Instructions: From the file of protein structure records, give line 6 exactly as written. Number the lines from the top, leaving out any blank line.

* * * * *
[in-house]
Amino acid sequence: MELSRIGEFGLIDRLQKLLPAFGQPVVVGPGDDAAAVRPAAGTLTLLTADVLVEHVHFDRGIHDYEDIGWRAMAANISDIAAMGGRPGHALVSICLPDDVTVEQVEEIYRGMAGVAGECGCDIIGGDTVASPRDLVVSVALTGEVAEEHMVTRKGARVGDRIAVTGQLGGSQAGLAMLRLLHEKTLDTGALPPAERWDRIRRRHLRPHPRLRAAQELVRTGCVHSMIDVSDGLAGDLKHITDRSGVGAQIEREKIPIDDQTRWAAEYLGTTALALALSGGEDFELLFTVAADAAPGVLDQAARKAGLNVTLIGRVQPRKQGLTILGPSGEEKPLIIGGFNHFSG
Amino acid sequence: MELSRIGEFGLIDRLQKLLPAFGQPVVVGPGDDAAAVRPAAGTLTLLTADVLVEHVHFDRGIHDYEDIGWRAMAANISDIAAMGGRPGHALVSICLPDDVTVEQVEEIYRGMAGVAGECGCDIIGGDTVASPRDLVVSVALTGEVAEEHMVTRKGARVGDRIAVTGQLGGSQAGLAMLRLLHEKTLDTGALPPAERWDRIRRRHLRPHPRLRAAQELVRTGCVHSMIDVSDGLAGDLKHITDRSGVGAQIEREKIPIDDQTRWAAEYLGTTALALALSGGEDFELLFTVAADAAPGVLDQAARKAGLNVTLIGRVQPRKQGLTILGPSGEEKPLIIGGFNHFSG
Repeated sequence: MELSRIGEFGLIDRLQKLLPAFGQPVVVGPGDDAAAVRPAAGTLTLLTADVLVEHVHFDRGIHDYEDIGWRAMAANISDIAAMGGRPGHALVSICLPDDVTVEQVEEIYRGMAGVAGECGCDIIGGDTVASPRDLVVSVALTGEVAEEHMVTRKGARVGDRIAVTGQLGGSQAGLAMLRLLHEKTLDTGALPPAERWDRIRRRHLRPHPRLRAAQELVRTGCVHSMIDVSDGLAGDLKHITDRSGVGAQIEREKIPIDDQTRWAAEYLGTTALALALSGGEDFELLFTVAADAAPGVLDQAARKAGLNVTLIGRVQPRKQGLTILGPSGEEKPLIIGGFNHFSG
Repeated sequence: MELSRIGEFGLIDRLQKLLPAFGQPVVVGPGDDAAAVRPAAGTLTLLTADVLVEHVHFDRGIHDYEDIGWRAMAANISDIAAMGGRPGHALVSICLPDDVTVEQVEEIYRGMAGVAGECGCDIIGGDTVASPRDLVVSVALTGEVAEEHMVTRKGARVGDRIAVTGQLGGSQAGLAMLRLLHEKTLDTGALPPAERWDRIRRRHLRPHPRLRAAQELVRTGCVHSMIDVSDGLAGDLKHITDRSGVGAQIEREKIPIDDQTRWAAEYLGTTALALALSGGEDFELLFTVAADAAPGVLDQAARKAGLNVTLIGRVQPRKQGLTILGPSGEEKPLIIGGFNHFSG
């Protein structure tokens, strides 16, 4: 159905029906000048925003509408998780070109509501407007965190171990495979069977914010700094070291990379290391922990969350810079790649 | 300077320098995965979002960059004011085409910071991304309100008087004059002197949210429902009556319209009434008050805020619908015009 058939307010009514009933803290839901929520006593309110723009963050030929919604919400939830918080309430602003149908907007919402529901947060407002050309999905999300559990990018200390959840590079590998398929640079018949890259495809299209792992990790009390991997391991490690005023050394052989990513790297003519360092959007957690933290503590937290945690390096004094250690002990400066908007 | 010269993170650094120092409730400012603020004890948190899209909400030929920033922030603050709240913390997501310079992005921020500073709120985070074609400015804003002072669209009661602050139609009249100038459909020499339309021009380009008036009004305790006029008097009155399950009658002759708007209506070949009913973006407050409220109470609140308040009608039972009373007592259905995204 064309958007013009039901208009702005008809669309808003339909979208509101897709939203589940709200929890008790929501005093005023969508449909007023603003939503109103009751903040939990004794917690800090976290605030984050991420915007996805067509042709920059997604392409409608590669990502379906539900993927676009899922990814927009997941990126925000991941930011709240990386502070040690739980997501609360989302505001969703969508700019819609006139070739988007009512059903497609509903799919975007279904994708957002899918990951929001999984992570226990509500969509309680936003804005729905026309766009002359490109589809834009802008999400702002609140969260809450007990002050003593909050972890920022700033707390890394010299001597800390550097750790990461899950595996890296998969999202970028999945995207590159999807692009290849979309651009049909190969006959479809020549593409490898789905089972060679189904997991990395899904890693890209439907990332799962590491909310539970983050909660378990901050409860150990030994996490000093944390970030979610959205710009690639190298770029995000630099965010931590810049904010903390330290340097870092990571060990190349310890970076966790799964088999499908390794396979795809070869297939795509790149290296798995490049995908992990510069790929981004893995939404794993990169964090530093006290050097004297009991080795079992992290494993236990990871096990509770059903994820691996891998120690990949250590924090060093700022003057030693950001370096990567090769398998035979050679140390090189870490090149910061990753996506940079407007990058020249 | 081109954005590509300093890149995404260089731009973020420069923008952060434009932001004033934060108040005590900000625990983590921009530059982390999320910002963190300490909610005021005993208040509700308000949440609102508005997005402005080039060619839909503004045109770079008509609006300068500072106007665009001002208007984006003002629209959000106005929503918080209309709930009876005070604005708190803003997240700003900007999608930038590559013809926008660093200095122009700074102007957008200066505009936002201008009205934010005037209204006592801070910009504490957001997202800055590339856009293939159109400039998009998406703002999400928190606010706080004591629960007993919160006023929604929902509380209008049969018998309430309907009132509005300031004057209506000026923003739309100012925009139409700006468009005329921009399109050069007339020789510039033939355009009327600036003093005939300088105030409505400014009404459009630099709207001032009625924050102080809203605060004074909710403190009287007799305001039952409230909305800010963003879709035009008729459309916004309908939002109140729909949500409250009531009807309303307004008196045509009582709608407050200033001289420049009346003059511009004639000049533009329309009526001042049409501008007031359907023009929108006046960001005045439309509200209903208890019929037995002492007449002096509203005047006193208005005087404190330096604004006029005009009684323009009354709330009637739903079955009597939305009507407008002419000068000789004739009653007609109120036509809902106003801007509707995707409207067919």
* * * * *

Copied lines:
């Protein structure tokens, strides 16, 4: 159905029906000048925003509408998780070109509501407007965190171990495979069977914010700094070291990379290391922990969350810079790649 | 300077320098995965979002960059004011085409910071991304309100008087004059002197949210429902009556319209009434008050805020619908015009 058939307010009514009933803290839901929520006593309110723009963050030929919604919400939830918080309430602003149908907007919402529901947060407002050309999905999300559990990018200390959840590079590998398929640079018949890259495809299209792992990790009390991997391991490690005023050394052989990513790297003519360092959007957690933290503590937290945690390096004094250690002990400066908007 | 010269993170650094120092409730400012603020004890948190899209909400030929920033922030603050709240913390997501310079992005921020500073709120985070074609400015804003002072669209009661602050139609009249100038459909020499339309021009380009008036009004305790006029008097009155399950009658002759708007209506070949009913973006407050409220109470609140308040009608039972009373007592259905995204 064309958007013009039901208009702005008809669309808003339909979208509101897709939203589940709200929890008790929501005093005023969508449909007023603003939503109103009751903040939990004794917690800090976290605030984050991420915007996805067509042709920059997604392409409608590669990502379906539900993927676009899922990814927009997941990126925000991941930011709240990386502070040690739980997501609360989302505001969703969508700019819609006139070739988007009512059903497609509903799919975007279904994708957002899918990951929001999984992570226990509500969509309680936003804005729905026309766009002359490109589809834009802008999400702002609140969260809450007990002050003593909050972890920022700033707390890394010299001597800390550097750790990461899950595996890296998969999202970028999945995207590159999807692009290849979309651009049909190969006959479809020549593409490898789905089972060679189904997991990395899904890693890209439907990332799962590491909310539970983050909660378990901050409860150990030994996490000093944390970030979610959205710009690639190298770029995000630099965010931590810049904010903390330290340097870092990571060990190349310890970076966790799964088999499908390794396979795809070869297939795509790149290296798995490049995908992990510069790929981004893995939404794993990169964090530093006290050097004297009991080795079992992290494993236990990871096990509770059903994820691996891998120690990949250590924090060093700022003057030693950001370096990567090769398998035979050679140390090189870490090149910061990753996506940079407007990058020249 | 081109954005590509300093890149995404260089731009973020420069923008952060434009932001004033934060108040005590900000625990983590921009530059982390999320910002963190300490909610005021005993208040509700308000949440609102508005997005402005080039060619839909503004045109770079008509609006300068500072106007665009001002208007984006003002629209959000106005929503918080209309709930009876005070604005708190803003997240700003900007999608930038590559013809926008660093200095122009700074102007957008200066505009936002201008009205934010005037209204006592801070910009504490957001997202800055590339856009293939159109400039998009998406703002999400928190606010706080004591629960007993919160006023929604929902509380209008049969018998309430309907009132509005300031004057209506000026923003739309100012925009139409700006468009005329921009399109050069007339020789510039033939355009009327600036003093005939300088105030409505400014009404459009630099709207001032009625924050102080809203605060004074909710403190009287007799305001039952409230909305800010963003879709035009008729459309916004309908939002109140729909949500409250009531009807309303307004008196045509009582709608407050200033001289420049009346003059511009004639000049533009329309009526001042049409501008007031359907023009929108006046960001005045439309509200209903208890019929037995002492007449002096509203005047006193208005005087404190330096604004006029005009009684323009009354709330009637739903079955009597939305009507407008002419000068000789004739009653007609109120036509809902106003801007509707995707409207067919």